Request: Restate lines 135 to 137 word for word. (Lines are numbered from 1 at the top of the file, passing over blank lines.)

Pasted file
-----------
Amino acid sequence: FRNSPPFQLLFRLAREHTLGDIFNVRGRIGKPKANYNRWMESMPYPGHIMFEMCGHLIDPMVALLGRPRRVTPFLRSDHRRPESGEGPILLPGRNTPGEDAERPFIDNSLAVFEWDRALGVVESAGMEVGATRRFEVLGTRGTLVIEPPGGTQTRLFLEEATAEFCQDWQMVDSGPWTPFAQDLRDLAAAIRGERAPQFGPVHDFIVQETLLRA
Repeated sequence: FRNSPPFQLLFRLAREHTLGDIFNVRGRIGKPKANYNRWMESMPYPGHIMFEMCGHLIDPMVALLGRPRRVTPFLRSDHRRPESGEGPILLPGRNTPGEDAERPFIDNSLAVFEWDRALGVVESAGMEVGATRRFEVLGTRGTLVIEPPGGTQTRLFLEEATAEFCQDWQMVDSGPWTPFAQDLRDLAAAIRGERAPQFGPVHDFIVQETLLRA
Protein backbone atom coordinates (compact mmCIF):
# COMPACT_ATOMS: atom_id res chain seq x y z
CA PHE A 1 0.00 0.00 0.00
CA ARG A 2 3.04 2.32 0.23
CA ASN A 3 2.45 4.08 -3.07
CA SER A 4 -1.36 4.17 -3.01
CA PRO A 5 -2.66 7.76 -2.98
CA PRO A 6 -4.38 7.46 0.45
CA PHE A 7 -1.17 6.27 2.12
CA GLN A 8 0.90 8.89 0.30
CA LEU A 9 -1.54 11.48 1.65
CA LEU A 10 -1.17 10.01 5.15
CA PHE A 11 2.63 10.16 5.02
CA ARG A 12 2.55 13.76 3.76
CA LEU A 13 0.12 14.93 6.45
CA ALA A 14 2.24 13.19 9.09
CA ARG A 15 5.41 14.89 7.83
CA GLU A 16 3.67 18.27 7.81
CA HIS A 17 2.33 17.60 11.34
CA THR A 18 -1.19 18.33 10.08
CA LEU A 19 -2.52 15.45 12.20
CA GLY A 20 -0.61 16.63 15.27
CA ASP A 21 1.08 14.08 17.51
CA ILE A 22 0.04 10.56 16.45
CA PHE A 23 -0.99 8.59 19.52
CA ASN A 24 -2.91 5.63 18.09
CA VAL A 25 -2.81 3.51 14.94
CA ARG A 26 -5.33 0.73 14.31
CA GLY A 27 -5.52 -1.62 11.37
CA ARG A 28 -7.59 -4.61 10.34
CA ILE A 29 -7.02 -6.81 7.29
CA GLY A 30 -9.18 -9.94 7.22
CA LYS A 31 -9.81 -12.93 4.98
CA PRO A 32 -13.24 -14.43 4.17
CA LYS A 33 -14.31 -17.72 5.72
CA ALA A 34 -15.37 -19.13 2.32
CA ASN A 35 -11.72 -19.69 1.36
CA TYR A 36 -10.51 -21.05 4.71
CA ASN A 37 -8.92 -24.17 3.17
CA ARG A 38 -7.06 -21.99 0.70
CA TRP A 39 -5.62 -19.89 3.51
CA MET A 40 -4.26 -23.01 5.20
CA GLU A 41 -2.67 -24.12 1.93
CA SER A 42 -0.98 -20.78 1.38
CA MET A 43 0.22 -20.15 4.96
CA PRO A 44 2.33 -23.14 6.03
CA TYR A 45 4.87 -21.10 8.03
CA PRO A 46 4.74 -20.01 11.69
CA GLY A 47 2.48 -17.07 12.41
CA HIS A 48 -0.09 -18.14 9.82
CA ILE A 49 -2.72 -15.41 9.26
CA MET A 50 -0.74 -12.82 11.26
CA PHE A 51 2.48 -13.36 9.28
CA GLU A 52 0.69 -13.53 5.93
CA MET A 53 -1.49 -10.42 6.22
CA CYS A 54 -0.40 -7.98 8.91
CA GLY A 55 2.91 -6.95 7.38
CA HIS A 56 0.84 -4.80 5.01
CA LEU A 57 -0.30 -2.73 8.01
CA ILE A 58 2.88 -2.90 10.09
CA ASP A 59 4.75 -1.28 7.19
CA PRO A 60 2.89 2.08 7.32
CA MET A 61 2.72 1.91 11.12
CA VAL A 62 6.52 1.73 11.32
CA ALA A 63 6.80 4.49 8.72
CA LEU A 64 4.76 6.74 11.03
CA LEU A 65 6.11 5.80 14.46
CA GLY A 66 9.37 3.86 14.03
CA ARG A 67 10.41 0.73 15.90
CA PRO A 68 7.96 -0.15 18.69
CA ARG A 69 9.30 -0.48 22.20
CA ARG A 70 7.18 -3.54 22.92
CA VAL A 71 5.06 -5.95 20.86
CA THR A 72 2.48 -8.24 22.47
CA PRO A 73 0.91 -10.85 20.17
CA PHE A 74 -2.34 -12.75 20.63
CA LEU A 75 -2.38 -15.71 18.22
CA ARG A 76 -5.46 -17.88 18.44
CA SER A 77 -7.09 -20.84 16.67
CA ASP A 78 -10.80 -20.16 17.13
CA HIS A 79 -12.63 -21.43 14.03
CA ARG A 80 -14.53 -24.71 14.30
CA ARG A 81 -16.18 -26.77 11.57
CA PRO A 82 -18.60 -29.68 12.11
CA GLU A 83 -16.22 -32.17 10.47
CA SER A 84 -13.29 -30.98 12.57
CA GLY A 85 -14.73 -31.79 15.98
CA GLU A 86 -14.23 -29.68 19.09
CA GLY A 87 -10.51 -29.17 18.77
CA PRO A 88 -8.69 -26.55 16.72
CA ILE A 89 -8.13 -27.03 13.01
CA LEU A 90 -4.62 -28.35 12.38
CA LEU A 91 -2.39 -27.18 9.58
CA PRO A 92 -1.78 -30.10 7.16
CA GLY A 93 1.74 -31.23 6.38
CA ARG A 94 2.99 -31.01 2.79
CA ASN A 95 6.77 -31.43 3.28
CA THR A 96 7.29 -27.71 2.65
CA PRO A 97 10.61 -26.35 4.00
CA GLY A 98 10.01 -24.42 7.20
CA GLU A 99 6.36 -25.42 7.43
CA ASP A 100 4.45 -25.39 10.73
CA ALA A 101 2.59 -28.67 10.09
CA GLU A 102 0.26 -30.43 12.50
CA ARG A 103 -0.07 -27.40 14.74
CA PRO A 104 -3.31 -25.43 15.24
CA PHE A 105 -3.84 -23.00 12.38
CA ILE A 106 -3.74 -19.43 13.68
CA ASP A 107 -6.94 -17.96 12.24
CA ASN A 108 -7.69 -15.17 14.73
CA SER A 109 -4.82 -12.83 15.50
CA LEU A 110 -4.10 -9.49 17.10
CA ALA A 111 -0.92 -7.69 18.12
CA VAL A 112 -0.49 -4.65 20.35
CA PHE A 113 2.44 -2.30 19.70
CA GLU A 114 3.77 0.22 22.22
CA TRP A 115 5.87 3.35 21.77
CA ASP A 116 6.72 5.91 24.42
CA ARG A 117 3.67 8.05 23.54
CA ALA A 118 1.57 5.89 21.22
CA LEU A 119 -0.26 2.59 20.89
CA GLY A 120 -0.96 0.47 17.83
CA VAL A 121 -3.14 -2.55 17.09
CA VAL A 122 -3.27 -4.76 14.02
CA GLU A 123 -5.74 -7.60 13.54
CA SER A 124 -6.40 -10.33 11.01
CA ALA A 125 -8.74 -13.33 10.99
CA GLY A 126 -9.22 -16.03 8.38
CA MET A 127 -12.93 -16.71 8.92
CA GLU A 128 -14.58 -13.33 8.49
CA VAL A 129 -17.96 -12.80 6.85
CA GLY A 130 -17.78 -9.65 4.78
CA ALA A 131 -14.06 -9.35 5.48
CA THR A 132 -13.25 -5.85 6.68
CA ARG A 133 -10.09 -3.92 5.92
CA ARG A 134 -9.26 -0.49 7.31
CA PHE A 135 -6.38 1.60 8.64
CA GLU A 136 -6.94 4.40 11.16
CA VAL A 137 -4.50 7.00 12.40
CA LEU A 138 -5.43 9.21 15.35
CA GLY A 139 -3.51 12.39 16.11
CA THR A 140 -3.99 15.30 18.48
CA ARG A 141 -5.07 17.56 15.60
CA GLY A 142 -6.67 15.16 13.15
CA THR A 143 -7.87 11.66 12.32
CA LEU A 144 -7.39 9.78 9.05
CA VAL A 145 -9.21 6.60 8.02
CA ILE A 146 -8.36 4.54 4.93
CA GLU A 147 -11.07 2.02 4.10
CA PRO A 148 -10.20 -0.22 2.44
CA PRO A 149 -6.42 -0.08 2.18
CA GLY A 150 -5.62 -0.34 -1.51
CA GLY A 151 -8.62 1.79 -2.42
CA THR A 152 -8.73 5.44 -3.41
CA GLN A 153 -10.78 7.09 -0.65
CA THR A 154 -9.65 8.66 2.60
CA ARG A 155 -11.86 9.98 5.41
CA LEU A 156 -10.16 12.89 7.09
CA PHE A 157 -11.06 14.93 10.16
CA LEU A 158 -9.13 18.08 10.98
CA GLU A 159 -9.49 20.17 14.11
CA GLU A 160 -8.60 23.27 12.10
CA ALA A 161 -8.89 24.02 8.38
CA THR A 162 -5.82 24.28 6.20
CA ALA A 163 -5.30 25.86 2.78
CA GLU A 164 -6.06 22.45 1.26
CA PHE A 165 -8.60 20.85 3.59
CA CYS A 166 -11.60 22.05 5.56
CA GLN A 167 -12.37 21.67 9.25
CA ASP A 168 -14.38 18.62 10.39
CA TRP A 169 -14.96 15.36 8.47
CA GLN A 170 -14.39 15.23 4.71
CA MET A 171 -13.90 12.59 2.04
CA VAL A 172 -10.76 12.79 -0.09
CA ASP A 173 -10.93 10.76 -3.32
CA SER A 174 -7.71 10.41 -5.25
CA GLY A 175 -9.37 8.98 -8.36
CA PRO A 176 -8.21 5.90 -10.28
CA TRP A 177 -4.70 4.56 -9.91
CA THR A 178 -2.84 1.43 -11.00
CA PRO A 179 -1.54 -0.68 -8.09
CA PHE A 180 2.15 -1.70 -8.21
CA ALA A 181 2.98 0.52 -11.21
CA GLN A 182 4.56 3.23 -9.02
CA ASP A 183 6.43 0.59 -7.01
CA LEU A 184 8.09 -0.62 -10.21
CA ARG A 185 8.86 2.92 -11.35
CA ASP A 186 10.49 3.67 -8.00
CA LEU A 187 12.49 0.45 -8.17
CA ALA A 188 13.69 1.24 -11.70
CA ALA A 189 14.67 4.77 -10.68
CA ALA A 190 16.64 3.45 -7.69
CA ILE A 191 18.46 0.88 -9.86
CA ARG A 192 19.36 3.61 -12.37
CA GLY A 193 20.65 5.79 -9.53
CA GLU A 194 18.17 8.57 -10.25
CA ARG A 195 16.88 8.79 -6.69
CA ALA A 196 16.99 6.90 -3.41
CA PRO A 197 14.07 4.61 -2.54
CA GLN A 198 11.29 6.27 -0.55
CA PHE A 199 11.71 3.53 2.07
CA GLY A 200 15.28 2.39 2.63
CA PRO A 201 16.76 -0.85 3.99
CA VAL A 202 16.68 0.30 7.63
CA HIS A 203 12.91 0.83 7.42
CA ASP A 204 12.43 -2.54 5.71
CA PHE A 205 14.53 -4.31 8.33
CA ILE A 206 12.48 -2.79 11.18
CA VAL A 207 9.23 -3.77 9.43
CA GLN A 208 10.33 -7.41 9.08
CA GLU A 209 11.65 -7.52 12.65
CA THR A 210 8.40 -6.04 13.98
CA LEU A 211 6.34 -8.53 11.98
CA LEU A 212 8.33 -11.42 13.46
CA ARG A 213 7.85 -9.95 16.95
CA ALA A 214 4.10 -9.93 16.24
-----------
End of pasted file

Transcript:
CA ALA A 131 -14.06 -9.35 5.48
CA THR A 132 -13.25 -5.85 6.68
CA ARG A 133 -10.09 -3.92 5.92